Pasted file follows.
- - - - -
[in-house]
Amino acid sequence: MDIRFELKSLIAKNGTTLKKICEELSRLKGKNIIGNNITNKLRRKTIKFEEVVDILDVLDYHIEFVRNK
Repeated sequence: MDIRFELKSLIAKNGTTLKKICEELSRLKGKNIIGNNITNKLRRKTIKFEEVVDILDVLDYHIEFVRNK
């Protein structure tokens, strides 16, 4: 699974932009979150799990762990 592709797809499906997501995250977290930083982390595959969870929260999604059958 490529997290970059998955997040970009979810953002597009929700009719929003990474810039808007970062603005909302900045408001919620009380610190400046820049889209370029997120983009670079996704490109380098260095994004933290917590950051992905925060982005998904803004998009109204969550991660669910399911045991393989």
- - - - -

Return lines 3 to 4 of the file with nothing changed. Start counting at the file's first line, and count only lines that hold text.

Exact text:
Repeated sequence: MDIRFELKSLIAKNGTTLKKICEELSRLKGKNIIGNNITNKLRRKTIKFEEVVDILDVLDYHIEFVRNK
């Protein structure tokens, strides 16, 4: 699974932009979150799990762990 592709797809499906997501995250977290930083982390595959969870929260999604059958 490529997290970059998955997040970009979810953002597009929700009719929003990474810039808007970062603005909302900045408001919620009380610190400046820049889209370029997120983009670079996704490109380098260095994004933290917590950051992905925060982005998904803004998009109204969550991660669910399911045991393989």